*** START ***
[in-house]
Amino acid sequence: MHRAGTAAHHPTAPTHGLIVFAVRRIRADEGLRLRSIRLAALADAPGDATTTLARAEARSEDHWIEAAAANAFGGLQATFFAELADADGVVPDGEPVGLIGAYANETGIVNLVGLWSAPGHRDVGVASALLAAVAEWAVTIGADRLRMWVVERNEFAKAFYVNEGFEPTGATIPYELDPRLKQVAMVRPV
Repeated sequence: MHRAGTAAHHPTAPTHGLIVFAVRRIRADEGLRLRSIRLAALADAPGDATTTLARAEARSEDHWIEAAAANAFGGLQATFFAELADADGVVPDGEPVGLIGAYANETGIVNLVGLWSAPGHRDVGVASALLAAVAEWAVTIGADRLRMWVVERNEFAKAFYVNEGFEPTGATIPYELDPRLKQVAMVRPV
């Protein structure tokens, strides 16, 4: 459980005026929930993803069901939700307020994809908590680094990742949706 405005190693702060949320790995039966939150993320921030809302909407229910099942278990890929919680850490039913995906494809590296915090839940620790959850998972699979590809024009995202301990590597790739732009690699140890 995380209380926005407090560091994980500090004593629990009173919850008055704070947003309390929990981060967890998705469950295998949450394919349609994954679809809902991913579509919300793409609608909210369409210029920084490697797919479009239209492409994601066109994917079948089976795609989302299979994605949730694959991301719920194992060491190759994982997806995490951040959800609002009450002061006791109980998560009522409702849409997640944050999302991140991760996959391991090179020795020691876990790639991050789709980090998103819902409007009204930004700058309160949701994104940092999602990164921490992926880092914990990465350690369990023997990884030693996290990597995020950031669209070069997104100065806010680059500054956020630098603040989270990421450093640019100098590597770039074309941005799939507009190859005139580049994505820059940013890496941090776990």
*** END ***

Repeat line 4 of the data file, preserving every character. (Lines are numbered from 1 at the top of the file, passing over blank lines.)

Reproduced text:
């Protein structure tokens, strides 16, 4: 459980005026929930993803069901939700307020994809908590680094990742949706 405005190693702060949320790995039966939150993320921030809302909407229910099942278990890929919680850490039913995906494809590296915090839940620790959850998972699979590809024009995202301990590597790739732009690699140890 995380209380926005407090560091994980500090004593629990009173919850008055704070947003309390929990981060967890998705469950295998949450394919349609994954679809809902991913579509919300793409609608909210369409210029920084490697797919479009239209492409994601066109994917079948089976795609989302299979994605949730694959991301719920194992060491190759994982997806995490951040959800609002009450002061006791109980998560009522409702849409997640944050999302991140991760996959391991090179020795020691876990790639991050789709980090998103819902409007009204930004700058309160949701994104940092999602990164921490992926880092914990990465350690369990023997990884030693996290990597995020950031669209070069997104100065806010680059500054956020630098603040989270990421450093640019100098590597770039074309941005799939507009190859005139580049994505820059940013890496941090776990």